Leo the Boston Terrier One Year Post Enucleation

Standard

 

Yesterday, May 3rd, was the one year anniversary of Leo’s enucleation surgery.  Remembering back a year ago to how scared and stressed out we were and comparing it to where we are now…wow, the change is amazing!  Leo is a resilient, strong, brave and doing wonderful.  On occasion he runs into things, misjudges steps, and loses treats & toys on his right side, but other than those little things he is thriving.  Leo is the spunkiest 11 year old dog we know. 

In December we did have a health scare with Leo.  Out of nowhere the right side of Leo’s face swelled up.  We immediately took him to the vet and were prescribed antibiotics and pain medications.  When the vet was checking Leo out they couldn’t tell if it was an abscessed tooth or an infection associated to his enucleation.  Being that the antibiotics cleared up the issue right away and Leo has had no further facial swelling we learned that it was not caused by a tooth.  When a dog gets enucleation surgery bacteria can live in the eye area dormant for an extended amount of time and then all of a sudden decide to cause an infection, and that is what happened with Leo.

Leo also started gaining weight back in September and we just attributed to a change in dog food…we really didn’t notice the weight gain until around November.  Once we noticed the weight gain we got the kids back on the good dog food.  Unfortunately, Leo continued to gain weight.  We also noticed that he had a lot of dryness in his ears, areas of his fur were thinning and his energy just wasn’t as high as usual.  Leo’s wonderful vet (who loves him!) had us to blood testing and we found that his thyroid isn’t working correctly, which all of the symptoms we had noticed are warning signs.  Leo is now on medication for his thyroid twice a day.  Since starting the medication we’ve noticed that he has more energy and does his wiggle butt dance more often.  In time Leo should lose the weight that he gained and his fur will start filling in more.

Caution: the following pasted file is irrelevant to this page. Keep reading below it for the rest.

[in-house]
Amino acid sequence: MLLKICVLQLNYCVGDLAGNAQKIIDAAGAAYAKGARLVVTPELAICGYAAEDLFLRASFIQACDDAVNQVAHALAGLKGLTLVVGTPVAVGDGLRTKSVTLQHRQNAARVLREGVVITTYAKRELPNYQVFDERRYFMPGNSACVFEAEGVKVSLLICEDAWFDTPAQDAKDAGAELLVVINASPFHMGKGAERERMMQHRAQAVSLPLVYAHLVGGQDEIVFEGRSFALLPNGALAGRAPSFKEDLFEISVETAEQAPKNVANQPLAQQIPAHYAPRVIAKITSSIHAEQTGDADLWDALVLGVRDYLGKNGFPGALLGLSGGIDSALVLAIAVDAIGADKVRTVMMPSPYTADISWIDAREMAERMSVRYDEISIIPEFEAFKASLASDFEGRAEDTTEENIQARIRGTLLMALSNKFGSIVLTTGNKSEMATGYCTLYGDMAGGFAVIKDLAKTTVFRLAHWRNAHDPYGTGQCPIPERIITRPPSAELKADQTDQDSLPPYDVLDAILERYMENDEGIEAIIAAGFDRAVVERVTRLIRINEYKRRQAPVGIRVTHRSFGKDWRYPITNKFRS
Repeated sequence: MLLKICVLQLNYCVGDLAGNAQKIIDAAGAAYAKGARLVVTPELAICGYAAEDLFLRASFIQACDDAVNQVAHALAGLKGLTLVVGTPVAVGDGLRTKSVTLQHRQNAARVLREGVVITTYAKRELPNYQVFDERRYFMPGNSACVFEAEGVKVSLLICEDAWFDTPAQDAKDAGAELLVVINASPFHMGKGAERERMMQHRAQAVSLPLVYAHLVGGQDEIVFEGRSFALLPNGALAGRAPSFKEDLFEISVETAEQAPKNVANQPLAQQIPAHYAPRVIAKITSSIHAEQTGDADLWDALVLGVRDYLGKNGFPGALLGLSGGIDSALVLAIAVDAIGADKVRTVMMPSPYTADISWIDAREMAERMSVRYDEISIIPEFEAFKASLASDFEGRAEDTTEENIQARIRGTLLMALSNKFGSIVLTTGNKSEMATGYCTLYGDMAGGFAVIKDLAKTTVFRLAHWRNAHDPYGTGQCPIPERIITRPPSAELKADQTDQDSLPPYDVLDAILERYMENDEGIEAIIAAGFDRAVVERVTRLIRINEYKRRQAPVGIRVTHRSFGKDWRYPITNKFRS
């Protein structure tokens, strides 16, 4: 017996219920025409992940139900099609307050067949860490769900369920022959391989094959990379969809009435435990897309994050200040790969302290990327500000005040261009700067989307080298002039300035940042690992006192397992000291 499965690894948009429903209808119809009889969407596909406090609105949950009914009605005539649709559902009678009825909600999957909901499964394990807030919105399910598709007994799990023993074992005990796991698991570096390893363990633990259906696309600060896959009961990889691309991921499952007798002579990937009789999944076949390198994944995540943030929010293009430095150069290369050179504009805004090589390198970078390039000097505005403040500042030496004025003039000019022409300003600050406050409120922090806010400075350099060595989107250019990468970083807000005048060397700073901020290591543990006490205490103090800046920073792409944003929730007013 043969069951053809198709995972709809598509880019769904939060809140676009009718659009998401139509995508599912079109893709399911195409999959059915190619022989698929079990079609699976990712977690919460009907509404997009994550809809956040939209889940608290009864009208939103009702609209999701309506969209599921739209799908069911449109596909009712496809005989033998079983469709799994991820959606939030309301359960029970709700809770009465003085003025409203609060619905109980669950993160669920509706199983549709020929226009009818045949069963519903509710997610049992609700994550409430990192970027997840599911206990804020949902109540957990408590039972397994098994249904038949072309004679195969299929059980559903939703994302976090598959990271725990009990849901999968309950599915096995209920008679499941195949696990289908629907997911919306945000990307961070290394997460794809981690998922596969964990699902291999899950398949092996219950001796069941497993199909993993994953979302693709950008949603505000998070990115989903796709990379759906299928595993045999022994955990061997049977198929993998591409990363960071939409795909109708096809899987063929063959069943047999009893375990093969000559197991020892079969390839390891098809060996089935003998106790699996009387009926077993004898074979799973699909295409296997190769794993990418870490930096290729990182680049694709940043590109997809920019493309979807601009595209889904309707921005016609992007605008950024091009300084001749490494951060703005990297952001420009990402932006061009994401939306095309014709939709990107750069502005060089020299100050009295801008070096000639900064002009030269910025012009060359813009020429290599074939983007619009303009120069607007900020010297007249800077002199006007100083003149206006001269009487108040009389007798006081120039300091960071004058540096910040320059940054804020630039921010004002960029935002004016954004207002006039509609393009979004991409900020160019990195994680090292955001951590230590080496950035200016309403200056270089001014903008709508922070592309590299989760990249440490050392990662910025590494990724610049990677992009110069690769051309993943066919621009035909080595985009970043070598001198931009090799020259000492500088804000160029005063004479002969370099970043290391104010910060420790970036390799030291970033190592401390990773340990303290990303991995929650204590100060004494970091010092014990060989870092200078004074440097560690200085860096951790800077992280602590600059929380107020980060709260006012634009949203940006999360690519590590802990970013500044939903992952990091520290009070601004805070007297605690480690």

Overall, Leo has had a great year.  He is amazing, happy, funny, loving, and all those other great things Boston Terriers are.  We look forward to sharing many more years of Leo stories with all of you and thank you all for following Leo’s story.  We are so happy to hear that Leo’s story helped so many families going through the same thing.  Leo says “snots, snorts and kisses to all.”

 

Image

Leo still believes he is a beaver.

Image

A smile makes the day brighter.

Image

Leo doing some major bossing!

Image

Golden Birthday ice cream treat.

Image

Leo is an expert at staring contests.

Image

Leo doing more bossing, but this was on his birthday so he had the right to 🙂

Advertisements

14 responses »

  1. Hi There! I was on the web and just found your blog about Leo. Thanks so much for sharing your story. My dog is on day 3 of her surgery and it was comforting to me to find your blog. Rumor (9 year old greyhound) was diagnosed with an eye tumor and we immediately opted for surgery. Of course she is all swollen and seems lethargic but it sounds like that is normal. I just am looking forward to her 2 week check up. Thanks again for your blog.

    • Awe, thank you. In no time Rumor will be back to her normal energetic self. They bounce back so quickly. The two week check up is amazing as the visible stitches get removed and the vet will feel the area and see if Rumor shows any signs of pain. It is a great check up.